And there we were... Wednesday night against the Blue Ice after a 12-1 loss to them. We just wanted our girls to do their best. I have to say, though, that my daughter voiced her opinion several times that they were going to lose. It doesn't stop her from trying, because she's competitive that way, but she kept saying it to the other girls on the team, which isn't a good thing, so we had to tell her to stop. More than once.

We were the away team, so we got to bat first. They stopped us at 3 runs. But 3's not bad, right? Right? It's not 4, but it's close. And, as I said to my wife, it was 3x more points than we had scored the entire previous game, and it was just the first inning. Blue Ice went to the plate...

and we stopped them at 1 run. Seriously. Our girls were on it. They made their plays. They held them at 1.

The second inning started, and Blue Ice held us to 2 runs that inning making it 5-1. If only we could stop them again.

And we did. Almost.

It was 2 outs and 1 run, and the Blue Ice girl hit the ball. Our girl at pitcher-right scooped up the ball and ran over to tag  the runner. She intercepted her on the baseline, but the other girl went around. Out of the baseline. The Blue Ice coach called his girl safe (no, there are no umps; it's an honor system). The Blue Ice went on to cap the score for the inning bringing it to 4 runs and tying the score at 5-5.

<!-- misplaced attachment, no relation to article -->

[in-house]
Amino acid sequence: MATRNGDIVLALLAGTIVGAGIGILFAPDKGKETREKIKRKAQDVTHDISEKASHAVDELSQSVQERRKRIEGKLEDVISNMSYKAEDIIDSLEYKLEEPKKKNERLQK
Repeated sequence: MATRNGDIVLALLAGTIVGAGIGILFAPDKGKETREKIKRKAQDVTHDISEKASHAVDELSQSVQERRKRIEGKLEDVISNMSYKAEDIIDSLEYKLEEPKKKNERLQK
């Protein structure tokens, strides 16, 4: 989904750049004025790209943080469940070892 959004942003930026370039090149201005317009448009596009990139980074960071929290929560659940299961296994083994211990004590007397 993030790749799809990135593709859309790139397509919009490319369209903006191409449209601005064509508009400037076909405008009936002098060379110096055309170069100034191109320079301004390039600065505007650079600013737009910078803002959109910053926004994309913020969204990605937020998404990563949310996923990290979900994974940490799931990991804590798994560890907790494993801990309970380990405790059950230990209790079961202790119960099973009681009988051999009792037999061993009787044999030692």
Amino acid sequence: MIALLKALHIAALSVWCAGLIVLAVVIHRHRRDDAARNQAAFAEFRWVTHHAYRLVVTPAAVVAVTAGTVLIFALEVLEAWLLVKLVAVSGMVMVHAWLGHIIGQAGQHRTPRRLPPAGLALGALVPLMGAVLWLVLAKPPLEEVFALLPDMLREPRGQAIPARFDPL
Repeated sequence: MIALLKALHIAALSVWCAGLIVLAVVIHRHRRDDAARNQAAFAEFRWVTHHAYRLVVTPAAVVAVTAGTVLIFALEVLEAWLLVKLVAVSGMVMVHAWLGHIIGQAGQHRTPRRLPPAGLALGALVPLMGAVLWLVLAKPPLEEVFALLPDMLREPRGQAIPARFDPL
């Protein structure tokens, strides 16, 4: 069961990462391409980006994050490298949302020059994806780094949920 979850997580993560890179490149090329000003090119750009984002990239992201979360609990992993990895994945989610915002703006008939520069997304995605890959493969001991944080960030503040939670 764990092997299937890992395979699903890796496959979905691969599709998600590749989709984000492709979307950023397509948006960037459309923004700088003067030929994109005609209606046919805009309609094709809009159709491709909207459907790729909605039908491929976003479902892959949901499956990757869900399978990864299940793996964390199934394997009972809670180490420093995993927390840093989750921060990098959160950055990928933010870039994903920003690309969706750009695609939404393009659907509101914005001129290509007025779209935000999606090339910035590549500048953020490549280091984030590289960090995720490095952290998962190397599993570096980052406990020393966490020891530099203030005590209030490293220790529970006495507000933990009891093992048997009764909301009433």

Then there was a... disagreement. One of our coaches called into question the "safe" call, and I joined him on the field (he's my neighbor, for one thing, and I wanted to support him, and I was going to approach the other coach and ask, anyway, so I figured since it was already being brought up, it was a good time, not to mention the fact that all the other parents were grumbling about the call (remember, we'd had lots of issues with this with the Fire Flies)). Unfortunately, I don't have a good sports background, and the other coach started "quoting" rules about how far off the baseline the girls could go, and the decision was that, basically, our girl had not been aggressive enough in trying to tag the other girl and had missed her opportunity. The call remained "safe," and the score remained 5-5.

The situation was tense.

We were up to bat, and we needed 4 runs. The head coach told the girls that's what we needed, and the girls went out and brought in 4 runs; although, they hit 2 outs, so we were all holding our breaths to see if that last batter would be the 4th run or the 3rd out. So it was 9-5, and we needed to hold the Ice back to win.